Martin Z. Kasdan Jr.

Jazzin'
By Martin Z. Kasdan Jr.

PRELUDE I:

Happy 10th Birthday to my daughters! You're the best!

PRELUDE II:

RIP, Rick Wright and Earl Palmer. Neither were jazz artists, but both were influential musicians. Wright helped forge the early, spacey, often improvisational sound of Pink Floyd with his keyboard work. Palmer was the drummer on many of the early Fats Domino and Little Richard recordings, and after relocating to Los Angeles, was the drummer for countless pop, rock and R&B sessions.

RECENT CONCERT

RACHEL ZAT THE COMEDY CARAVAN

Rachel Z

Pianist extraordinaire Rachel Z had the misfortune to perform on the night of Monday, September 15, with much of the city paralyzed by downed power lines. Nonetheless, the show went on, albeit to a smaller audience than was deserved or expected. >Rachel Z and her trio, the Department of Good and Evil, featured bassist Maeve Royce and drummer Bobby Rae. They opened with a fast-paced take on Deathcab for Cutie's "Soul Meets Body," which provided Royce the first of several opportunities to devastate the audience with her bass prowess. Further material from the contemporary pop canon followed, including the Church's "Under the Milky Way," and Sting's "King of Pain" before the trio turned to "ESP," a song by Ms. Z's former collaborator and employer Wayne Shorter. The first set ended with a vocal by Ms. Z on her original "Protect this Child," from her Grace CD, a version of Joy Division's "Love Will Tear Us Apart," and an intriguing arrangement of Pink Floyd's "Comfortably Numb." Ironically, the sad news had just broken that Rick Wright, Pink Floyd's keyboard player, had just passed away, although the band did not seem to know this. Bobby Rae's mallet introduction to this song seemed to be inspired by another Pink Floyd song, "Set the Controls for the Heart of the Sun." Once Ms. Z and Royce joined, they turned the song into a lengthy, jazzy extrapolation. With the exception of "Protect this Child"and "Comfortably Numb," all the pieces in this set were from the 2007 Savoy album, Department of Good and Evil.

After a break, the second set opened with the timely "Stormy," followed by a cover of Alice in Chains' "Angry Chair," which featured Royce and Rae. Neil Young's "Heart of Gold" was reinterpreted as an up-tempo piece. The title track to Grace again featured singing by Ms. Z. Joe Henderson's "Inner Urge," another piece from the Department of Good and Evil, opened with a moving bass solo, after which Ms. Z again showed her prowess in interpreting a tune from the jazz canon. The band closed with a moving performance of the original mini-suite "Saint of New Orleans," also found on the recent CD. The small but enthusiastic audience demanded an encore, and was treated to a fun run-through of "Ain't No Sunshine."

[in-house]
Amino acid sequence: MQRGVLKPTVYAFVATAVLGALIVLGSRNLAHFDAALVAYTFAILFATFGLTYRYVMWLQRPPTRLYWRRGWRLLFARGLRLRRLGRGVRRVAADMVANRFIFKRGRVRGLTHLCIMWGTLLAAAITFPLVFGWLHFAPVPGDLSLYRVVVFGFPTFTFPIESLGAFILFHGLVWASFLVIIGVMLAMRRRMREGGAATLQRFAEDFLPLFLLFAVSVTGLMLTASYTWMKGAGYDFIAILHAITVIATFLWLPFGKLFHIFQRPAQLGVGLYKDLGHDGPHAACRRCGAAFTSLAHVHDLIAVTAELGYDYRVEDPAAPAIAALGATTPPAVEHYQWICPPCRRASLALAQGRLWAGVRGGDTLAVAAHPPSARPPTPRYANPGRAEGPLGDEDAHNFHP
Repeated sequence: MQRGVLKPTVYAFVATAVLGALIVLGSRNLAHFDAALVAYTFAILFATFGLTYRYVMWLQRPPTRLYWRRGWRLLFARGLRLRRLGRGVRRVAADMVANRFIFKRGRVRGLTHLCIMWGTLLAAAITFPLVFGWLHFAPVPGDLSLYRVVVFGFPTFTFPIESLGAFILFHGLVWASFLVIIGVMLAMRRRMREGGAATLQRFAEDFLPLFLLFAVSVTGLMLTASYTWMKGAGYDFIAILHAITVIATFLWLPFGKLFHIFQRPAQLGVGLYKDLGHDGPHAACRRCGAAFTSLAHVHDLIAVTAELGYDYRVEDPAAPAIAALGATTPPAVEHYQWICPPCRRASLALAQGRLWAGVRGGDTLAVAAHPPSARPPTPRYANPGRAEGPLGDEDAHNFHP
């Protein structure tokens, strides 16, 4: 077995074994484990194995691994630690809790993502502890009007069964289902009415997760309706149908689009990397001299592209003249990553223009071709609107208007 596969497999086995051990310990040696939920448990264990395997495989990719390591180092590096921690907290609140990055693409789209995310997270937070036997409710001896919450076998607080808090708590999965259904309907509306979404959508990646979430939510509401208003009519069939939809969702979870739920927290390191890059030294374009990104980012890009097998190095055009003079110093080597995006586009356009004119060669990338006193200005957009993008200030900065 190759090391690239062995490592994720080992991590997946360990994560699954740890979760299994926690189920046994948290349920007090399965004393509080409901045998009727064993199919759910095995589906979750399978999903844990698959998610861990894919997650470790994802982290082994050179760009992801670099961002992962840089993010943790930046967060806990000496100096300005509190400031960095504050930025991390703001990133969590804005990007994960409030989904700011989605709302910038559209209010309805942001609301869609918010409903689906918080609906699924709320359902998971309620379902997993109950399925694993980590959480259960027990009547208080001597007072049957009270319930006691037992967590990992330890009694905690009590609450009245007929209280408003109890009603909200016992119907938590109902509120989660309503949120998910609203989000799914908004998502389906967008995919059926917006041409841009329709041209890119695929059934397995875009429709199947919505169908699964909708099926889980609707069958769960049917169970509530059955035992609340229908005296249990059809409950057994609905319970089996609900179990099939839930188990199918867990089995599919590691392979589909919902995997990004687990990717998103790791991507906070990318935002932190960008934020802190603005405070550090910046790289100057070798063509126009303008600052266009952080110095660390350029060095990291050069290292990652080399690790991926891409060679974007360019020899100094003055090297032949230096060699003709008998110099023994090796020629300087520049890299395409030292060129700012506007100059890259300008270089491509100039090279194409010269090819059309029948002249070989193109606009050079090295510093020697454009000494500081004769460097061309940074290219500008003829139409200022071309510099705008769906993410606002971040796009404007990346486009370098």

Rachel Z stressed the importance of maintaining the same band, a point I have mentioned many times over the years regarding other artists. The musical tightness and personal camaraderie enabled the trio to overcome the difficulties of having stayed in town the prior night in a condo without power, and of playing to a smaller audience than was anticipated. I recommend her website, www.rachelz.com, for more information about her musical projects.

ON THE HORIZON

BIG ROCK JAZZ FESTIVAL

The 9th annual Big Rock Jazz Festival is upon us! This great, free, outdoor event will take place on Sunday, October 5. The time and format have changed a bit from years past. It will begin later and run later, from 2:00 p.m to 7:00

p.m. Opening will be Indianapolis pianist Steve Allee and his Quintet, followed by the Juggernaut Jug Band, and closing with The Stray Cat Blues Band Reunion. Steve Ferguson and the Midwest Creole Ensemble were to have been the closing act, but Ferguson is very ill and I have been told that the Stray Cat Blues Band is donating its fee to help with his medical expenses.

Allee will be performing with Rob Dixon on tenor sax; Kevin Kaiser, percussion; Frank Smith, bass; and Kenny Phelps, drums. To quote from a recent e-mail from Allee, "We're certainly looking forward to it!!!"

Allee recently released Dragonfly(Owl 0017), primarily a trio recording featuring bassist Bill Moring and drummer Tim Horner. Allee is also featured on a new release by Moring, Spaces in Time(Owl 00122), with an all-star lineup which also includes saxophonist Tim Armacost, trumpeter Jack Walrath, and drummer Steve Johns. Allee was a regular performer at the Jazz Factory; in fact, a piece from his earlier CD,New York in The Fifties, was used on the club's website.